Analysys Mason Study Demonstrates How the Fundamental Sustainability of the Internet Extends to Developing Countries

Analysys Mason’s new study published this week entitled ‘How the Internet continues to sustain growth  and innovation’ reveals how the market forces that have always ensured the sustainability of the Internet in developed countries also extend to developing countries.

Analysys Mason ( is a global specialist in telecoms, media and technology (TMT). The Internet Society ( commissioned Analysys Mason to study the impact of increased demand for new Internet services and concerns about the sustainability of the ensuing growth.

The new study shows how, in the past, Internet challenges have been continually met in developed countries, based on a combination of new technology and investment to increase capacity, and changing business models to distribute content. Further, the report shows how investment and innovation are already addressing new demands in developing countries today.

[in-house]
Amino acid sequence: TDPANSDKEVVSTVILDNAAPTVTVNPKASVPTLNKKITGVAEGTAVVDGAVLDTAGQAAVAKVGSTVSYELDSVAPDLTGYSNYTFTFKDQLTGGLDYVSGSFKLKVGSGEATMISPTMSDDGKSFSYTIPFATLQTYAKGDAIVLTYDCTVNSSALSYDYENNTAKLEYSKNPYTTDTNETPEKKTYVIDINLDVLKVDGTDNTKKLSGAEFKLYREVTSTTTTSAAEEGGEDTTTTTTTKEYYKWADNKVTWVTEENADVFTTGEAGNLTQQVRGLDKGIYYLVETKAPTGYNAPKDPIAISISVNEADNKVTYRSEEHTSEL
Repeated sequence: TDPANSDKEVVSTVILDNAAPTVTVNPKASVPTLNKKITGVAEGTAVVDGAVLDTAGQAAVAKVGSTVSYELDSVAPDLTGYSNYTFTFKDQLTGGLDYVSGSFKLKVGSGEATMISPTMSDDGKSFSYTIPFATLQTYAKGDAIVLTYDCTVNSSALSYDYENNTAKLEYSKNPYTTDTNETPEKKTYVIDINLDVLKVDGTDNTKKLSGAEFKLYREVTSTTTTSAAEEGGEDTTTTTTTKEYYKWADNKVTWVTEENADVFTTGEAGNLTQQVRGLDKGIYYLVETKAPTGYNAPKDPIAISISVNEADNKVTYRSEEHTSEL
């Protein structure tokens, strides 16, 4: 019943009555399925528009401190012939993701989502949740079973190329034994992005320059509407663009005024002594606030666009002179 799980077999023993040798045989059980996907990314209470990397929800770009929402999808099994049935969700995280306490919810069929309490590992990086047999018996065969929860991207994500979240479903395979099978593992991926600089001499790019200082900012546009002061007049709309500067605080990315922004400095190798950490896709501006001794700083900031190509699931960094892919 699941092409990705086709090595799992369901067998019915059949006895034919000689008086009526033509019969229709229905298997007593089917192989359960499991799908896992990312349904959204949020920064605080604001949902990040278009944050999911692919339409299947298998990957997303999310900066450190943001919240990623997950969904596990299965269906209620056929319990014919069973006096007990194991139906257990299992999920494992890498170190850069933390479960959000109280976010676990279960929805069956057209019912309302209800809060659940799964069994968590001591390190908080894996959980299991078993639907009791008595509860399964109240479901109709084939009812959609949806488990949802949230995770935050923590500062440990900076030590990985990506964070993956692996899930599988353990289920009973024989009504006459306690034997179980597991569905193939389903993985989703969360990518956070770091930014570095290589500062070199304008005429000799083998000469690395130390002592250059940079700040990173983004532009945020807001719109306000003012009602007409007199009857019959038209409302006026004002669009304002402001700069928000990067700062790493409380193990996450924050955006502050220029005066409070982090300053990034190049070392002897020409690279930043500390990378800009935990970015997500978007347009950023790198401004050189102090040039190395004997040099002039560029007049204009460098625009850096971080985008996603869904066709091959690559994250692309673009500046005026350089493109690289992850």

“Challenges in the past followed the increase in demand from the first commercial web browsers, and the widespread take-up of Internet video. Today, concerns about the sustainability of the Internet in developed countries have arisen from the increased availability of mobile broadband services,” commented Michael Kende, Analysys Mason partner and lead author on the study.

“What our report shows is that the Internet continually meets the challenges raised by new sources of demand for services, and these market forces are already at work delivering access and services to meet demand in developing countries.”

Commenting on the study, Markus Kummer, Vice President of Public Policy at the Internet Society, stated, “Many calls for an increased government role in promoting the Internet are based on claims that current growth rates are not sustainable. This
study shows that there is no need to interfere with market forces and that investment and innovation will continue to meet the demands of increasing growth around the world.”

The study is available for download